The UK’s Department for Science, Innovation and Technology recently disclosed that the much-debated Online Safety Bill has gained Parliament approval. This pioneering law, intended primarily to safeguard children online and enhance adult control, is now en route to enforcement by Ofcom. The critics, however, view this as an encroachment on privacy.
The crux of the bill emphasizes that swift action by social media platforms is essential in preventing and removing illegal content that could harm children, such as cyberbullying. Failure to comply could result in heavy fines, potentially amounting to billions of pounds, and in extreme scenarios, corporate leaders could face imprisonment.
To secure child safety online, social media platforms are mandated to deliver some key services. These include swift elimination of, or robust preventive measures against illegal content promoting self-harm, stringent control ensuring children do not access harmful and age-inappropriate content, and strict implementation of age limits and age-verification methods. Additionally, firms must ensure the online threats posed to children are transparent, and provide easy and clear channels for both parents and children to report online issues as they occur.
This legislation, however, reaches beyond child protection, stipulating three layers of adult protection. These comprise effective removal of illegal content, a binding responsibility on platforms to honor their user agreements, and options for users to filter out objectionable content like cyberbullying.
The law also lays out a clear path to tackle online fraud and violence against women and girls more decisively. This would enhance the ease of convicting someone who shares intimate imagery without consent, and new laws would criminalize non-consensual sharing of intimate deepfake photos or videos. In terms of fraud, social media firms have the task of shielding users from perilous fraudulent advertising by blocking and removing scams. Failure to do so would result in hefty penalties administered by Ofcom.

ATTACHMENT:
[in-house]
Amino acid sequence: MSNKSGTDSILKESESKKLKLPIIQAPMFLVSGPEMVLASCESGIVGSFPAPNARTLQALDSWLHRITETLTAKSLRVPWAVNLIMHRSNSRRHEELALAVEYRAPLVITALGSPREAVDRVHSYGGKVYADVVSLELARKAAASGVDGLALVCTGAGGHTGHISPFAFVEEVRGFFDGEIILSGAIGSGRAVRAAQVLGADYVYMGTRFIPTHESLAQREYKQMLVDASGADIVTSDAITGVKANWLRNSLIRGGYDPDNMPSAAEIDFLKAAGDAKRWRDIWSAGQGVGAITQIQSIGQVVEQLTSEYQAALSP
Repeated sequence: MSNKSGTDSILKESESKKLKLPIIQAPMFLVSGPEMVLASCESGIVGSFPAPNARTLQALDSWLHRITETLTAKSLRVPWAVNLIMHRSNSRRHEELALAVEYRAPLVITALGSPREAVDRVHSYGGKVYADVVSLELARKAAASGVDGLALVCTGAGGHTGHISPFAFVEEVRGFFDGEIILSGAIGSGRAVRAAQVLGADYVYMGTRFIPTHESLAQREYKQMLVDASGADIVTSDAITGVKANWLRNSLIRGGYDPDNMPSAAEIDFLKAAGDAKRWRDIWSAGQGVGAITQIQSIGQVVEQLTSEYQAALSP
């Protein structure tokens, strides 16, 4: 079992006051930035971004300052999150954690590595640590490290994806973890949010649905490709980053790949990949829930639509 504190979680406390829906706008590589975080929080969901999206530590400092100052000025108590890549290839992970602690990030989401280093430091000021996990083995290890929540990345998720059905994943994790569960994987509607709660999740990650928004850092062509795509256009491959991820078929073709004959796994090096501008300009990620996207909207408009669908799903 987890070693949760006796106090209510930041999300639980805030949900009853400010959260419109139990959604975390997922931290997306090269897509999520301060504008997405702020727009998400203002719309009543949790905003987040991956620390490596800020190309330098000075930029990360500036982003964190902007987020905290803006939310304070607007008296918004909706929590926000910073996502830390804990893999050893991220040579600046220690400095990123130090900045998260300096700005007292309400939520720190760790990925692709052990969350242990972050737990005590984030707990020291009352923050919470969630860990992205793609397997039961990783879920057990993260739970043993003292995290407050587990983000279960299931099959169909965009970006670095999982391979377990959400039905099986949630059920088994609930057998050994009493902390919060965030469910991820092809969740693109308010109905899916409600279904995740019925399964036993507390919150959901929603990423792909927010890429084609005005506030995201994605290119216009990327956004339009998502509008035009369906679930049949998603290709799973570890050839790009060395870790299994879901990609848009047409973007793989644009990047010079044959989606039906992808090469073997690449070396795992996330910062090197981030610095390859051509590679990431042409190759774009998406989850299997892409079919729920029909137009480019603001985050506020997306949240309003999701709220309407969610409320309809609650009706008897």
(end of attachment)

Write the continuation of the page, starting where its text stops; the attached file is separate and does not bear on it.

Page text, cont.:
In a bold move, social media companies will also have to stem activities promoting animal cruelty and torture. Even if such activities occur outside the UK, but can be viewed by users within the UK, businesses will be obligated to withdraw it.
Reiterating the importance of this legislation, Technology Secretary Michelle Donelan stated, “The Online Safety Bill is a game-changing piece of legislation. Today, this government is taking an enormous step forward in our mission to make the UK the safest place in the world to be online.”
Optimistic about the new changes, Ofcom Chief Executive, Dame Melanie Dawes, shared, “Today is a major milestone in the mission to create a safer life online for children and adults in the UK. Everyone at Ofcom feels privileged to be entrusted with this important role, and we’re ready to start implementing these new laws.”
Despite its grand ambitions, there are critics who voice concerns about potential risks. The ambiguity inherent in some phrases can invite confusion and misinterpretation – not desirable when steep penalties are at stake. Words like ‘harmful’, which can carry different meanings for different people, is used frequently, raising questions of interpretation and enforcement.
Moreover, critics worry about implications for freedom of speech, the consequences of creating encryption backdoors, and the potential stripping away of anonymized platform usage. An overarching question prevails – who is to decide what is harmful? In the UK, that responsibility now lies with Ofcom.